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Top Election-Related Grammatical Errors in Nigerian English

By Farooq A. Kperogi In this edition of my grammar column, I chronicle some of the recurring, hard-to-ignore grammatical errors that I’ve o...

By Farooq A. Kperogi

In this edition of my grammar column, I chronicle some of the recurring, hard-to-ignore grammatical errors that I’ve observed in the news coverage and commentaries on the just-concluded elections.

1.      “Casted votes.”  I listened to Channel TV’s live stream of the governorship elections the other day and heard educated Nigerian pundits—some of them professors—talking about votes that had been “casted.” Similarly, in an April 16, 2011 story titled, “Jonathan votes in presidential election,” Vanguard wrote: “Goodluck Jonathan has CASTED his vote in today’s presidential election at his Otuoke ward in Bayelsa.”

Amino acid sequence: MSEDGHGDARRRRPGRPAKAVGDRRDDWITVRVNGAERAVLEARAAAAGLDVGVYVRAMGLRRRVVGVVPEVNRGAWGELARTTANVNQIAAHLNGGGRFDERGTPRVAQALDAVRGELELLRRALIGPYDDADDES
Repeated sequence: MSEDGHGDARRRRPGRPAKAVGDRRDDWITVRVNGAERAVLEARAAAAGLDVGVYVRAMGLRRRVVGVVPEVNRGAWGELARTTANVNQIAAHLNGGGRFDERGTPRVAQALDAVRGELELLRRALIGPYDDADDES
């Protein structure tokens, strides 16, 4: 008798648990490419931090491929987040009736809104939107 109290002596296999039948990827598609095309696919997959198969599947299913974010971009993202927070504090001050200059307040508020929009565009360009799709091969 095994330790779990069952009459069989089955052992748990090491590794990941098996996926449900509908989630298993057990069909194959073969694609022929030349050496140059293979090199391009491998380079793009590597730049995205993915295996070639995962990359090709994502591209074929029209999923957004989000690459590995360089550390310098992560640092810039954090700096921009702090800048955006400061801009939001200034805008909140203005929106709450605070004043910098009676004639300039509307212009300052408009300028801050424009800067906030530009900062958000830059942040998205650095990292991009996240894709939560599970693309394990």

Cast is an irregular verb that doesn’t change form to reflect the change of tense. Its base form is “cast,” its past tense is “cast,” and its past participle is still “cast.” It shares the same pattern as “put” (who says “putted”?), “let,” “cut,” “hurt,” etc.  So “casted” is wrong for the same reason that “putted,” “letted,” “cutted,” “hurted,” etc are wrong. The error arises, I think, from the fact that “broadcast,” another irregular verb, can correctly be rendered as “broadcasted.” In other words, while “broadcasted” is an acceptable alternative for “broadcast,” “cast” remains “cast” irrespective of its tense.